“I’ll leave my boots outside the tent for you,” she told Marcus with a glare. “And my robes. And my staff, too. And you know how much I hate it when my staff hasn’t been properly scrubbed.”

Julianne stomped away, ignoring the remnant who jumped back to its feet in a rage. By the time the beast had regained its bearings Marcus was the only one left in the clearing.

He sighed. “I deserved that,” he told the remnant. “Really, I did. Unfortunately, you’re going to suffer a lot more for it than I am.”

A minute later Marcus strode back toward the campsite. A spray of fresh blood decorated his sleeve and he had a satisfied smile sat on his lips.

He ran his eyes over the four people sitting by the glow of the campfire. Julianne had already shed her robe and dumped it by one of the simple tents next to her boots and staff.

Julianne noticed his glance and raised an eyebrow as if daring him to sit down.

“I’d best get those clothes clean, hey?” He coughed awkwardly. “Before the blood gets dry and crusty.”

“Sensible idea,” Julianne said with a grin.

Marcus sighed dramatically and clomped over to the piled mess. He bundled everything into his arms and disappeared in the direction of the ruined village.

“Should he be headed that way alone?” Danil asked.

Garrett snorted. “Aye. He’s not a wailin’ child—”

Something thwacked him in the back of the head and he scurried to his feet to see what had attacked him. When another slap stung his cheek, he spun back to Danil.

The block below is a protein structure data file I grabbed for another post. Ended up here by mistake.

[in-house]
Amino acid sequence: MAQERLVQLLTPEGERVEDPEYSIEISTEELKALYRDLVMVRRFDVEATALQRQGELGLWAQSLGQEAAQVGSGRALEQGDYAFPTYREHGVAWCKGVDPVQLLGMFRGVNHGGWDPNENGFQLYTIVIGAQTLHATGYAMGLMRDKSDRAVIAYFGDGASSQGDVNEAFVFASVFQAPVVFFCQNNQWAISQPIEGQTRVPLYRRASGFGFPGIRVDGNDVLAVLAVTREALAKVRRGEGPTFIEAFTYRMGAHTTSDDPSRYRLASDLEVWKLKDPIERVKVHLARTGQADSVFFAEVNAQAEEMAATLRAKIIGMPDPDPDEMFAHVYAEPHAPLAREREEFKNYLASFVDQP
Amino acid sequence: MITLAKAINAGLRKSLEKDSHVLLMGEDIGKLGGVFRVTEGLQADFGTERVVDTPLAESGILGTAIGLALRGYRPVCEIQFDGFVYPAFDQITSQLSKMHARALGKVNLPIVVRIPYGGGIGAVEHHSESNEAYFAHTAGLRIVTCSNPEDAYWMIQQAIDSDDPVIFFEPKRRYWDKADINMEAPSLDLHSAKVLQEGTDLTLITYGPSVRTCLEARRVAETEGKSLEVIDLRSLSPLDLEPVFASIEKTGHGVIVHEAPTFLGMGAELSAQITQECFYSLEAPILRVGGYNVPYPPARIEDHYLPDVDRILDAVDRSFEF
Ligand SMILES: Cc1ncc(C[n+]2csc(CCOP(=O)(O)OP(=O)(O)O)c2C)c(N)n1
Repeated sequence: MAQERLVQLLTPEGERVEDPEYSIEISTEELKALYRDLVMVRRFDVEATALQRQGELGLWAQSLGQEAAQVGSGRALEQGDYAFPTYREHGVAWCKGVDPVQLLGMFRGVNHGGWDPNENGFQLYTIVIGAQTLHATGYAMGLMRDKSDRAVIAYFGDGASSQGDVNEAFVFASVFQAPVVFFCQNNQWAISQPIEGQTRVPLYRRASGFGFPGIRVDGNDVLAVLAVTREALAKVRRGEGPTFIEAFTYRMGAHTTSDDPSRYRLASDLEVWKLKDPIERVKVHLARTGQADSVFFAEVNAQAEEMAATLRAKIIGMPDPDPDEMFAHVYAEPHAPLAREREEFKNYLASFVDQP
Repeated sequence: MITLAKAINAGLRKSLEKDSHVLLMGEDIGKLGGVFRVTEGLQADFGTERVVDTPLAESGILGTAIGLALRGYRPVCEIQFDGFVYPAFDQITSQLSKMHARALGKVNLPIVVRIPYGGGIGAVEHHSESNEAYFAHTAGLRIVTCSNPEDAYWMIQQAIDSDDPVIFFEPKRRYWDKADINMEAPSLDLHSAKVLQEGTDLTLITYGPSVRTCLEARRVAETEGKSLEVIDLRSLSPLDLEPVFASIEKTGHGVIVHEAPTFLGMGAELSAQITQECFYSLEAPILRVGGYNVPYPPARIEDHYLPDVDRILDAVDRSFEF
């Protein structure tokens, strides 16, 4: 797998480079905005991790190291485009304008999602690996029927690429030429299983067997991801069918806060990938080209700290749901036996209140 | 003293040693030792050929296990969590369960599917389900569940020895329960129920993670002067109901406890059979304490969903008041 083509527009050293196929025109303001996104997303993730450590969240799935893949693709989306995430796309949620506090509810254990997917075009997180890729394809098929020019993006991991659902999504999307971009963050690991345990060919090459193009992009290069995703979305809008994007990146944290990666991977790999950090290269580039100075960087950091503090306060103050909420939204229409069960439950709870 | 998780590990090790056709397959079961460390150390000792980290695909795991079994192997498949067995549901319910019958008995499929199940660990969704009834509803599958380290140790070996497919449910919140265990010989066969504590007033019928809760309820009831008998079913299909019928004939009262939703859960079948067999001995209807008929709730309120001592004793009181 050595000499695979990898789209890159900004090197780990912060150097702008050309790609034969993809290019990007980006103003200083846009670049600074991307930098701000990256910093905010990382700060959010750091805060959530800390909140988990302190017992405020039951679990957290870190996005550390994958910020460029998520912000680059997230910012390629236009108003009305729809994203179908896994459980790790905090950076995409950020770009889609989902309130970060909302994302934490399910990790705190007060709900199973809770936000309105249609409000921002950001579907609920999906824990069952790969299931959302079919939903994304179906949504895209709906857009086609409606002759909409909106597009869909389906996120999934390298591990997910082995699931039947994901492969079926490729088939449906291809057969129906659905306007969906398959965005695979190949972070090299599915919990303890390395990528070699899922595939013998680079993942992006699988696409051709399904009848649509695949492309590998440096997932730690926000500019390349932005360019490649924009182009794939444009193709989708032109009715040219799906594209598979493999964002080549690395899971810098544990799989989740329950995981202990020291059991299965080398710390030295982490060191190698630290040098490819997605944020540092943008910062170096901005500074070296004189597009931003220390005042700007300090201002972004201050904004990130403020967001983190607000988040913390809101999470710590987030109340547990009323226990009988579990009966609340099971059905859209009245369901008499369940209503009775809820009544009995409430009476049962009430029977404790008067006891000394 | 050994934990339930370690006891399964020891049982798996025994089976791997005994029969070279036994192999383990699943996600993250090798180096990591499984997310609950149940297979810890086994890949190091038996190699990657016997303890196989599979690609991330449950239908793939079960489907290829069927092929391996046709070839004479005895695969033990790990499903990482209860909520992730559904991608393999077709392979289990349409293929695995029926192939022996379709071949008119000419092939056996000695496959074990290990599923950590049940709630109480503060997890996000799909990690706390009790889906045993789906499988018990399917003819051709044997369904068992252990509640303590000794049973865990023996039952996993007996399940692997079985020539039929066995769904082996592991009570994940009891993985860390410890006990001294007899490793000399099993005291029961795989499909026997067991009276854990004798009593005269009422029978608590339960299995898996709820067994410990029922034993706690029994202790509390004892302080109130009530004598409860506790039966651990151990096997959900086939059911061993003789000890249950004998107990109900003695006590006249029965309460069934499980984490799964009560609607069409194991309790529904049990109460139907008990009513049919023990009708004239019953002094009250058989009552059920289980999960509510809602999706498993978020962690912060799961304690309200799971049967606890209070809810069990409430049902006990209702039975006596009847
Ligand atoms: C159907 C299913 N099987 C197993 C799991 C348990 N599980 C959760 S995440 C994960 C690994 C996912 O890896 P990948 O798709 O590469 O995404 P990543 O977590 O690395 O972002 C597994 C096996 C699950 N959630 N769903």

Danil shrugged and pointed at Julianne. Her white eyes were easy to see in the darkness.

Garrett opened his mouth angrily, only to have a sock stuffed in it. Not a clean sock, either. He coughed and gagged, trying to use his fingers to dislodge the cloth. As he swiped at his mouth, the eerie sensation of feeling an object with one part of his body but not the other made him dizzy.

He turned beseeching eyes to Julianne.

All right, I’ll bloody behave meself, he thought, trying to form the words clearly in his mind.

The suffocating sensation vanished immediately. Garrett sucked in a breath, nostrils flaring in anger.

“I’m—”

All it took was a raised eyebrow from Julianne to deflate him. “I’m…thinkin’ I might go help the lad wi’ the cleanin’,” he mumbled.

As Garrett stomped off, he swore he could still taste the lingering flavor of old sock in his mouth.

“Who’s there?” Marcus called when he heard boots crunch on the dirt road. He gripped the wet staff in both hands.

“Steady on, lad,” Garrett said. “I just came ta see if ye needed a hand.”

Marcus narrowed his eyes. “You want to help me wash Julianne’s stuff?”

The rearick nodded ruefully.

Marcus’s eyes bulged, then a laugh bubbled up. “You did something to piss her off, didn’t you?”

Garrett snarled and picked up a boot. He grabbed a piece of Julianne’s robe that Marcus had soaking in a horse trough and started rubbing grime off the leather.

They worked in a companionable silence for a while, scrubbing and dunking, then changed the dirty water for a final rinse.

“I’m bein’ an arsehole,” Garrett finally sighed. “I’m just on edge, ye ken?”

“I know,” Marcus said. “I mean, come on… demon monsters from the stars? Tiny villages at the mercy of hordes of remnant?”

Garrett dropped the boot he was holding and looked up in surprise. “What? No, lad. I’m just fidgety because it’s been a whole week since me lady tended me nethers!”

“Your what?” Marcus choked.

“Me nethers!” Garrett grabbed his crotch for emphasis. “A well-endowed rearick like meself has considerable needs! Me balls are so heavy they’re damn near draggin’ on the ground!”